The Effects of Frontier on America's Growth

898 Words4 Pages
In Frederick Turner's thesis, “The Significance of the Frontier in American History,” he identifies the importance of the frontier as a medium for the growth of the American character and individualism. Turner explained how the “existence of an area of free land, its continuous recession, and the advance of American settlement westward” would be a cause for development and advancement (530). By providing the settlers with a vast new world, the frontier enabled them with new problems and opportunities to create something new. The Atlantic coast was a place of freedom and the start of it all. Populated by diverse groups of immigrants, the new world was a place that the Europeans could strip off their old lifestyle and be reborn. Only when the Europeans started to venture West, could this “perennial rebirth” take place (531). Traveling into an unknown land, the Europeans were caught off guard by the harsh environment. Turner stated that the environment was “too strong” for the Europeans to handle using the old world methods (532). By adapting and using the “Indian clearings and [following] the Indian trails,” they overcame the wilderness before long (532). Turner also noted that by adapting to the new world, the Europeans created “a new product that is American” (532). Even in the early stages of westward expansion, the Americans had already become independent. As the pioneers advanced westward, Turner noted that the expansion caused them to become less dependent on the East. This independency from the East could be traced back as far as England. To the pioneers, the frontier was held in higher regards than even that of a king. Turner stated that when the King of England tried to halt their westward advances through the “proclamation of 1763,” everything was for naught as they bypassed the King’s decree and continued farther (533). The pioneers showed that even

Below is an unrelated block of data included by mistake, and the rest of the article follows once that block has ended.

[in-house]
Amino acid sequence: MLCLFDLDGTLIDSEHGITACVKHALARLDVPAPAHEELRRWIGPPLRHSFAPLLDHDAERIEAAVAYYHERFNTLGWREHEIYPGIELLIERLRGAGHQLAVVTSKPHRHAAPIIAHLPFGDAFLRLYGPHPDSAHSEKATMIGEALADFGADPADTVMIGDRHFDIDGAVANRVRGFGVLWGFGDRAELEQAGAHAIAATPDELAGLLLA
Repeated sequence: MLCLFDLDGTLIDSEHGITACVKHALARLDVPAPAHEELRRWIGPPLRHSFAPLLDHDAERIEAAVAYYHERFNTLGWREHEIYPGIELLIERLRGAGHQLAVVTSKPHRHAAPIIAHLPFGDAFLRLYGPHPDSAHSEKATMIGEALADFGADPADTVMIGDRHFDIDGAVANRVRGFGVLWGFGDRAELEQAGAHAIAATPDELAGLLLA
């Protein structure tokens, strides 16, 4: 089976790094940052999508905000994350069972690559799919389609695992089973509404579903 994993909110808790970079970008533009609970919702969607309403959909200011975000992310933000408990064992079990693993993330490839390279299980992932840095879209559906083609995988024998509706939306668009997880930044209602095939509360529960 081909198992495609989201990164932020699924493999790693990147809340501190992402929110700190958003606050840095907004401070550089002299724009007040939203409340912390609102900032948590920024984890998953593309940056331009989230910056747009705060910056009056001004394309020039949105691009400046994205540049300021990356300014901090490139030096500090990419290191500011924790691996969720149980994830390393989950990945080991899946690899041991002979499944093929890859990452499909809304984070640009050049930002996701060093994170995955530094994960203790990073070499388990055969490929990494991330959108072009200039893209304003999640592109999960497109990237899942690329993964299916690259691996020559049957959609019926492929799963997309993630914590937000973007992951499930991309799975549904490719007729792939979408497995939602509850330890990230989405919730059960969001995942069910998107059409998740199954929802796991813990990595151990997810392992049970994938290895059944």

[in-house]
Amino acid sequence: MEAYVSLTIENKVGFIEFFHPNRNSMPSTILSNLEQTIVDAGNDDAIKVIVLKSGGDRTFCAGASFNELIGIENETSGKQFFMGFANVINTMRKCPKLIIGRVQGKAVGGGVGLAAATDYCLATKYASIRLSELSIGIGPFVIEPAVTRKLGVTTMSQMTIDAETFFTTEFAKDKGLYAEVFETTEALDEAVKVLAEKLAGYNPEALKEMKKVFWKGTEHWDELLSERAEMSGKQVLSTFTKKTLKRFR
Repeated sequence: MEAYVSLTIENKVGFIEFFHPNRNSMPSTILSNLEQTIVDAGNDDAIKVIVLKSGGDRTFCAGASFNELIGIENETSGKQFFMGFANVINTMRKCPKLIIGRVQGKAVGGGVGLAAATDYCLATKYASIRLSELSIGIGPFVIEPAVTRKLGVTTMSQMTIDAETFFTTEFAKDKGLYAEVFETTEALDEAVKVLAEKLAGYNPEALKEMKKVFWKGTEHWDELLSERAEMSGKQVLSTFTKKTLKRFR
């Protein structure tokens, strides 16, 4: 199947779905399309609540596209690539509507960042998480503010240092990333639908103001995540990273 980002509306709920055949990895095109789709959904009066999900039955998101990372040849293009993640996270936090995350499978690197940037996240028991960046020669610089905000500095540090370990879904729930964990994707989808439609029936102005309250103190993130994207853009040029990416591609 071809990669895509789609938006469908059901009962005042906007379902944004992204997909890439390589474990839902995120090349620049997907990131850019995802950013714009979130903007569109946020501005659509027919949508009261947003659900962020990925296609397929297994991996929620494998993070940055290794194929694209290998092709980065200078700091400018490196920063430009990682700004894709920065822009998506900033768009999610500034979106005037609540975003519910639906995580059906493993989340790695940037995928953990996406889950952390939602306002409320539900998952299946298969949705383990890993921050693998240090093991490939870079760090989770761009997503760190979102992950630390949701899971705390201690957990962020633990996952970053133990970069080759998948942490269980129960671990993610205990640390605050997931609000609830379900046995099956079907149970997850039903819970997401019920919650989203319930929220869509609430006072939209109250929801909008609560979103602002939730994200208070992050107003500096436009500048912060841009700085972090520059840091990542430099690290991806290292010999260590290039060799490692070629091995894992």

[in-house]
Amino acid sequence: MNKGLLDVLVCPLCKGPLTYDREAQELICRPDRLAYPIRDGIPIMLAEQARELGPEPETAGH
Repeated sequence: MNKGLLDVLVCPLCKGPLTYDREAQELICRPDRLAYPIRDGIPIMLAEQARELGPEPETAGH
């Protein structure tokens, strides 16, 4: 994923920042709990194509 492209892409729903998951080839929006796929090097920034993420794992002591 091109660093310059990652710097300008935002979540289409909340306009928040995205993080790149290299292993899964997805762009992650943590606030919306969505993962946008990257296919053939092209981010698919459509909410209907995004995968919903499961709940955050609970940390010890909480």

More about The Effects of Frontier on America's Growth

Open Document